When I was about 12 years old, I went on a month long family road trip across the eastern part of the United States. It was so much fun seeing the different destinations, enjoying the various regional eats, and encountering people of all walks of life. I eagerly tried new things: I made crafts at a reenactment of a colonial village. I shouted in excitement when I dove into a deep lake off of a high cliff. I swung from a tire swing over a river. I stood at a mountain peak where I could see multiple states at once. It was a summer of amazing, unforgettable experiences!
That summer impacted me even today, because I love to travel—it’s fun making lifelong memories and share experiences together with loved ones. Teresa and I try to travel as often as we.
But one thing that I noticed is that whenever we do travel, it seems more fun to be at the end of the journey than the beginning. For example, as we traveled to the Queen City, we didn’t feel like we were “there” yet until we saw that amazing view of the Cincinnati skyline from the Kentucky side (and if you have never seen it, you are missing something special). I mean, driving around was fine and all that, but at the point of us seeing the skyline, our excitement kicked up and our level of enjoyment for the trip shot up. In our minds, we were there! Woo hoo!
Yet it’s so often the opposite when we are talking about the spiritual. It’s a miraculous work if God for anyone to be born again, and we should absolutely celebrate this great moment. But thinking about the journey of so many, here’s a passage to ponder:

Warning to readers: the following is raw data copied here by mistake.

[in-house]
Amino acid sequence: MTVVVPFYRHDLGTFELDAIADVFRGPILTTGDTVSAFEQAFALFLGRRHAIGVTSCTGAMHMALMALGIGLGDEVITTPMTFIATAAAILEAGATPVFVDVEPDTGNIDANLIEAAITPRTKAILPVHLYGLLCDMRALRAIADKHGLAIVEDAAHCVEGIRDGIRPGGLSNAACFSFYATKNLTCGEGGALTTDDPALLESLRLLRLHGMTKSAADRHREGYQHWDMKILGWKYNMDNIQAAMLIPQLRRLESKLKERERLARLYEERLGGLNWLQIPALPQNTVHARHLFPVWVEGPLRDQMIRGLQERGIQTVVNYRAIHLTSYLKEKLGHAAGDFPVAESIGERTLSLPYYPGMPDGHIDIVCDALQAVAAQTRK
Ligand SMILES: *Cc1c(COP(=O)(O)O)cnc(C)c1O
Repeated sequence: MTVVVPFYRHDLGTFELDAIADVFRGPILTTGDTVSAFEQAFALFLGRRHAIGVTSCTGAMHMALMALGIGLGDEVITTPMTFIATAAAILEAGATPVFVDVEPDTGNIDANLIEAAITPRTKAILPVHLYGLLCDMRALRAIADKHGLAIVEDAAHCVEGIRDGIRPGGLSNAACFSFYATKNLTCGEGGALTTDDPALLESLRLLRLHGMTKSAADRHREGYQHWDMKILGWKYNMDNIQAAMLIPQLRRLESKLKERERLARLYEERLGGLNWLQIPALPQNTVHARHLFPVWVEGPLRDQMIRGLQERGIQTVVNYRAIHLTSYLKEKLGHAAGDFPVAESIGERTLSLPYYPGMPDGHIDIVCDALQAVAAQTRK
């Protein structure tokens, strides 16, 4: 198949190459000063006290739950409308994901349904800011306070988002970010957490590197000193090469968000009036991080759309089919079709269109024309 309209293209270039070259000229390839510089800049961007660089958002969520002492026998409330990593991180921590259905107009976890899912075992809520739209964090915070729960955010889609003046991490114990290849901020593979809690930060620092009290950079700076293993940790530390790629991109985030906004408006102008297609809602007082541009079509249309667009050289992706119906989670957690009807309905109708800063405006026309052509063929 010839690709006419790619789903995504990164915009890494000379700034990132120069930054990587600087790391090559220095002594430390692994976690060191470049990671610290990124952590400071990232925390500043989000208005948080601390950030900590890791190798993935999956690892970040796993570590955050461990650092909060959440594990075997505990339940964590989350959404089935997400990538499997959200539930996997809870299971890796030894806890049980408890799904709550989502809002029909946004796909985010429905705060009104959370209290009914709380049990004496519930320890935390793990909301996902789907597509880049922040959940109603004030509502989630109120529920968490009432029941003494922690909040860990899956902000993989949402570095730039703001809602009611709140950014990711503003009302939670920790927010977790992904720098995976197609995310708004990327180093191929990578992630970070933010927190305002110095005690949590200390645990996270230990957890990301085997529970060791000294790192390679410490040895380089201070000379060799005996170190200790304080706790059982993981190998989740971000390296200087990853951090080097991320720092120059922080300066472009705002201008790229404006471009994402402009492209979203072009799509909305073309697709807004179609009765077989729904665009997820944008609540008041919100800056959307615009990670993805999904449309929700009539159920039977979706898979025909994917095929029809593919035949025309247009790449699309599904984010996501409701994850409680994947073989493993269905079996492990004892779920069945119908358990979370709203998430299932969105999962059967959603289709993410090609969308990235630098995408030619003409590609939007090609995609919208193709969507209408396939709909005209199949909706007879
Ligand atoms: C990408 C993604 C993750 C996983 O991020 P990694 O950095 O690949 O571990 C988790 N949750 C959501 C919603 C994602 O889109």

A good name is better than fine perfume,Ecclesiastes 7:1
and the day of one’s death is better than the day of one’s birth.
Solomon gave us some words to think about as we make our pilgrimage through life. There are two things he focuses on and some serious points to keep in mind: to be both upright and to finish strong.
First, there’s value in keeping a good name. In other words, character matters. For Solomon to write this is a bit ironic considering his many public moral failures, but the truth he writes is the truth. Clearly he means that fame, fortune, and power mean nothing if the character of a person falls short. Yes, we are sinners, yes, we blow it, yes, we will do it again, but character building is a lifelong process, a consistent growthin Jesus. It takes humility, patience, and transparency, because when a person owns up to his or her flaws and relies on the power of the Holy Spirit, growth begins to take shape.
There’s value in finishing strong. Everyone celebrates a baby’s birth, but unless a life is extraordinary, few celebrate a person’s death. When it does, it’s because the life was well lived, and that most people would recognize that the person cared for others more than themselves. That person sought to become last, in many ways to die to self for the sake of Jesus. Some people in recent memory come to mind: there are plenty of examples, but Billy Graham and Ravi Zecharias are two that I can think of right now. These men lived for Christ, for a greater purpose than themselves, for the gospel. They gave us an example of what it means to both live well and finish strong, and there’s an eternal value in what they have done.
This passage hit me between the eyes as I think about my own life and ministry, but where are you at on this? On your life journey, did you start strong in Christ and are you letting Christ shape your character? Are you focusing on the good things of life, the things dedicated to the glory of Christ? Are you placing Jesus first? Even now?
The journey is great, but the end of the journey should always be an expression of God in you. A celebration. A sweet sacrifice for the glory of God. May the Lord place you on a journey that results in an eternal impact for His gospel!